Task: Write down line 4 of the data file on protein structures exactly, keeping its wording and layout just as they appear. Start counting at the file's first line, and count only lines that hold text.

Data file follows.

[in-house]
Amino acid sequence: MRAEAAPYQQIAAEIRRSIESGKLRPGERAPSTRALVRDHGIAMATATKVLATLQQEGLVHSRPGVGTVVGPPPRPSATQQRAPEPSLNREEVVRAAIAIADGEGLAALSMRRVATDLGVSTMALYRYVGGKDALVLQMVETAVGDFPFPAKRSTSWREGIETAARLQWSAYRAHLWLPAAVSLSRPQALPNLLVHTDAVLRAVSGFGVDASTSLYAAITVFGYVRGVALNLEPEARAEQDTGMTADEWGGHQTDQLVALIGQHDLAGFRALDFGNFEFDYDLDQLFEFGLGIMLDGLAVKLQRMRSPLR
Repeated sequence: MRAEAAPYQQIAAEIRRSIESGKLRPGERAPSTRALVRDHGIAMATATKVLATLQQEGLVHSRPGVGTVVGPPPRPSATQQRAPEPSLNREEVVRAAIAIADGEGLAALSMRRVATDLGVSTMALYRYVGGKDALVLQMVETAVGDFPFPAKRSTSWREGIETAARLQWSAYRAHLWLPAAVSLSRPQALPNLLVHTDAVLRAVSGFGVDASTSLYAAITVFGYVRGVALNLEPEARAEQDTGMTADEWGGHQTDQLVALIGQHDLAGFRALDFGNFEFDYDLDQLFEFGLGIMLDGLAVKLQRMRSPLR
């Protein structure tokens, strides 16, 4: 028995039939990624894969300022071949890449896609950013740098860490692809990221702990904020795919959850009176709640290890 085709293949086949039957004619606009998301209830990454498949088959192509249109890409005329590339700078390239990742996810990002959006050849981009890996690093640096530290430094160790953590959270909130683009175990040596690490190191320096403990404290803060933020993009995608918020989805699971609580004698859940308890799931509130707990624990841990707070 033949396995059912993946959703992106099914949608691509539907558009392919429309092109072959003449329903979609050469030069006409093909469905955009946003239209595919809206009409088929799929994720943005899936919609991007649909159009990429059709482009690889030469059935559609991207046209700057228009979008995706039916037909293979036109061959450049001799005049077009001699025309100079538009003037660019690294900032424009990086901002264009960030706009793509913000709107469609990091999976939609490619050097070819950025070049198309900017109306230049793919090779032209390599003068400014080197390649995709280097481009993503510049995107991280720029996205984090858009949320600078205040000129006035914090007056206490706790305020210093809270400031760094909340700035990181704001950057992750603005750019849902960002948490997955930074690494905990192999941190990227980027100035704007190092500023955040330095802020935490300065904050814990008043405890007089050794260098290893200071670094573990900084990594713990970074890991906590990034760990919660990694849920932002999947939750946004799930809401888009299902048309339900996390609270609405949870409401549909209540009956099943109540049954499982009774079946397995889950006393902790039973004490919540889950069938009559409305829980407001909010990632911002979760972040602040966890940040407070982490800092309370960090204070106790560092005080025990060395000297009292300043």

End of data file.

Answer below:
């Protein structure tokens, strides 16, 4: 028995039939990624894969300022071949890449896609950013740098860490692809990221702990904020795919959850009176709640290890 085709293949086949039957004619606009998301209830990454498949088959192509249109890409005329590339700078390239990742996810990002959006050849981009890996690093640096530290430094160790953590959270909130683009175990040596690490190191320096403990404290803060933020993009995608918020989805699971609580004698859940308890799931509130707990624990841990707070 033949396995059912993946959703992106099914949608691509539907558009392919429309092109072959003449329903979609050469030069006409093909469905955009946003239209595919809206009409088929799929994720943005899936919609991007649909159009990429059709482009690889030469059935559609991207046209700057228009979008995706039916037909293979036109061959450049001799005049077009001699025309100079538009003037660019690294900032424009990086901002264009960030706009793509913000709107469609990091999976939609490619050097070819950025070049198309900017109306230049793919090779032209390599003068400014080197390649995709280097481009993503510049995107991280720029996205984090858009949320600078205040000129006035914090007056206490706790305020210093809270400031760094909340700035990181704001950057992750603005750019849902960002948490997955930074690494905990192999941190990227980027100035704007190092500023955040330095802020935490300065904050814990008043405890007089050794260098290893200071670094573990900084990594713990970074890991906590990034760990919660990694849920932002999947939750946004799930809401888009299902048309339900996390609270609405949870409401549909209540009956099943109540049954499982009774079946397995889950006393902790039973004490919540889950069938009559409305829980407001909010990632911002979760972040602040966890940040407070982490800092309370960090204070106790560092005080025990060395000297009292300043």